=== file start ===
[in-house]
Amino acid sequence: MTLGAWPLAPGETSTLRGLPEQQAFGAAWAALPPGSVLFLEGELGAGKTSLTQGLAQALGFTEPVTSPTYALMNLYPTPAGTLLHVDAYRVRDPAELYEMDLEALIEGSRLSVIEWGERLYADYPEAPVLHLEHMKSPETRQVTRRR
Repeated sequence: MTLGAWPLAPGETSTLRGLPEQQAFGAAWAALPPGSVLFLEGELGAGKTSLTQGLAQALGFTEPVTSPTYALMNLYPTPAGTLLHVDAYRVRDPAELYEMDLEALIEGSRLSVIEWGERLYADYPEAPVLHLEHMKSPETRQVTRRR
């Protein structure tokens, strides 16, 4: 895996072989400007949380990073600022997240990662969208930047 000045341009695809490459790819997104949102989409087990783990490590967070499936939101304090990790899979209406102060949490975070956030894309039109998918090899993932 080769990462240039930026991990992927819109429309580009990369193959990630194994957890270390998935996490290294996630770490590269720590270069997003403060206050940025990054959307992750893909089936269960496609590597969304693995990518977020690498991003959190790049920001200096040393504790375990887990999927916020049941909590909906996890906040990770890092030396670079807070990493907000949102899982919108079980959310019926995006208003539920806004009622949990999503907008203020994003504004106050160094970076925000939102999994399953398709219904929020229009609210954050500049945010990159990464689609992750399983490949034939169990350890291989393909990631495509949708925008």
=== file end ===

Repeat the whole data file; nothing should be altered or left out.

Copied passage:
[in-house]
Amino acid sequence: MTLGAWPLAPGETSTLRGLPEQQAFGAAWAALPPGSVLFLEGELGAGKTSLTQGLAQALGFTEPVTSPTYALMNLYPTPAGTLLHVDAYRVRDPAELYEMDLEALIEGSRLSVIEWGERLYADYPEAPVLHLEHMKSPETRQVTRRR
Repeated sequence: MTLGAWPLAPGETSTLRGLPEQQAFGAAWAALPPGSVLFLEGELGAGKTSLTQGLAQALGFTEPVTSPTYALMNLYPTPAGTLLHVDAYRVRDPAELYEMDLEALIEGSRLSVIEWGERLYADYPEAPVLHLEHMKSPETRQVTRRR
């Protein structure tokens, strides 16, 4: 895996072989400007949380990073600022997240990662969208930047 000045341009695809490459790819997104949102989409087990783990490590967070499936939101304090990790899979209406102060949490975070956030894309039109998918090899993932 080769990462240039930026991990992927819109429309580009990369193959990630194994957890270390998935996490290294996630770490590269720590270069997003403060206050940025990054959307992750893909089936269960496609590597969304693995990518977020690498991003959190790049920001200096040393504790375990887990999927916020049941909590909906996890906040990770890092030396670079807070990493907000949102899982919108079980959310019926995006208003539920806004009622949990999503907008203020994003504004106050160094970076925000939102999994399953398709219904929020229009609210954050500049945010990159990464689609992750399983490949034939169990350890291989393909990631495509949708925008």